With the race for an HIV vaccine still on, researchers are constantly looking for new ways to eradicate the virus. A new test that calculates the quantity and quality of inactive viruses in the genes of HIV patients is the latest step in the eradication campaign.
A news report revealed that if successful, the test would give researchers a better idea of what drugs work best at curing HIV. The test is the joint project of the University of Washington School of Medicine and Fred Hutchinson Cancer Research Center.
The test would give doctors an easier way to gauge how much HIV virus would reside inside a person’s genome. According to Dr. Florian Hladik, a research professor of obstetrics and gynecology at UW, the latent HIV reservoir results from HIV’s integration into the DNA. The latter is specifically in the chromosomes of T lymphocytes and macrophages.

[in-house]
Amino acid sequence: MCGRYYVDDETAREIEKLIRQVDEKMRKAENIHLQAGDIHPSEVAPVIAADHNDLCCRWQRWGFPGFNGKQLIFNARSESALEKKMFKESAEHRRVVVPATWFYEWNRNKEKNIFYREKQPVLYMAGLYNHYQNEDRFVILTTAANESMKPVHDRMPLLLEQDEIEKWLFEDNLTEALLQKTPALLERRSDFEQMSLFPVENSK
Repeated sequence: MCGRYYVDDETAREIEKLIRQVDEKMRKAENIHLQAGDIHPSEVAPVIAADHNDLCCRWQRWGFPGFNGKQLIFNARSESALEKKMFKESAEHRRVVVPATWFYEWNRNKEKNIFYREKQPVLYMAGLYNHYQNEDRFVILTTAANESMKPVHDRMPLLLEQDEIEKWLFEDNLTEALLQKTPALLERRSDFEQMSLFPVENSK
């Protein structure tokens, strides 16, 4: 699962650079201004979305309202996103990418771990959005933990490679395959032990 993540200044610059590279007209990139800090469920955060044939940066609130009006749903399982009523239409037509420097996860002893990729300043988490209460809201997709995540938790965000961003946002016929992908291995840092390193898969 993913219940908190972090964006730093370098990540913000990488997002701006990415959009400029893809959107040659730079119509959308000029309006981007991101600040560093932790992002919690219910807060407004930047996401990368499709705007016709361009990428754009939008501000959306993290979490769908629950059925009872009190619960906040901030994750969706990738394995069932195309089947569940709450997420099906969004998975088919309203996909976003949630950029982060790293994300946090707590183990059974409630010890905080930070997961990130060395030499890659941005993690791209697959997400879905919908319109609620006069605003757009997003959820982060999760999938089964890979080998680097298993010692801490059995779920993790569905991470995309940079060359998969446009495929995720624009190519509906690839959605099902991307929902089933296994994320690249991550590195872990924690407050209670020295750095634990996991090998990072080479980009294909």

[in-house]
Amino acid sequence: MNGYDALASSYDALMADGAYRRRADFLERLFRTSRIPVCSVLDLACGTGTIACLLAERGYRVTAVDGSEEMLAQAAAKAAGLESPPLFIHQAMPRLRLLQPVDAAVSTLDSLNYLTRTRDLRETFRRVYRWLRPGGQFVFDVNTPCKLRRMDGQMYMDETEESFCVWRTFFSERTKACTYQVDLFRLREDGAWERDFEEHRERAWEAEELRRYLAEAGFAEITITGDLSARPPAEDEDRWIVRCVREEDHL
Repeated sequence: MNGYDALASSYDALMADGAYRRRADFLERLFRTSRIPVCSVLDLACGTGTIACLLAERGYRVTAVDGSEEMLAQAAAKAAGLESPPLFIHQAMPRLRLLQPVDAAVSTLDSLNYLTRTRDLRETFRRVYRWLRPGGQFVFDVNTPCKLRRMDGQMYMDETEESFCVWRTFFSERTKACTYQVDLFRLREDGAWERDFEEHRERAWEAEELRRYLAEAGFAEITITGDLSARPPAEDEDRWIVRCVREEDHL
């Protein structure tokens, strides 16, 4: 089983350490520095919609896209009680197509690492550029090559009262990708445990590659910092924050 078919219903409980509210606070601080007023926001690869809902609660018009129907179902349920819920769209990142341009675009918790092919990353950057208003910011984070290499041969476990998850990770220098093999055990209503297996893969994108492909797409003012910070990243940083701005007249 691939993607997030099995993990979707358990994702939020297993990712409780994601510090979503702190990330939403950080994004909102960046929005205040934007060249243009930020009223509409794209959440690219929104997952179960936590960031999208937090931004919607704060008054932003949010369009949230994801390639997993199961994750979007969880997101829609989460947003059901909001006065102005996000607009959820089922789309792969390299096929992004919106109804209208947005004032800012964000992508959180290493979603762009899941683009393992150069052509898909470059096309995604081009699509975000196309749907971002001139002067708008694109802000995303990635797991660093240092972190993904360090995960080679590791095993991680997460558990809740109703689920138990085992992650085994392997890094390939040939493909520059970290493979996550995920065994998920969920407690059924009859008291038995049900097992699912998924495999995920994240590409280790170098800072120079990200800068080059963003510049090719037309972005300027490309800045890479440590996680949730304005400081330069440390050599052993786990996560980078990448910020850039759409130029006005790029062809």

He added that viral integration into the host cell genome is a unique feature of retroviruses. The two existing tests are carried out by sequencing the viral DNA from HIV patients’ cells or inducing functional viral outgrowth in vitro. They are both expensive and offer no solution to finding a cure.
Hladik notes that the new test is simpler. The test uses a new type of assay that takes advantage of the multiplexing capacity of droplet digital polymerase chain reaction (ddPCR). It probes every isolated DNA molecule for the presence of integrated HIV DNA and determines if the viral DNA is intact or defective.
The researcher said he is excited because one day, doctors would tell HIV patients how long it would take to eradicate the virus from their bodies completely. In the meantime, antiretroviral drugs continue to suppress the virus to undetectable levels.
For more information, contact our mass tort and class action attorneys right away.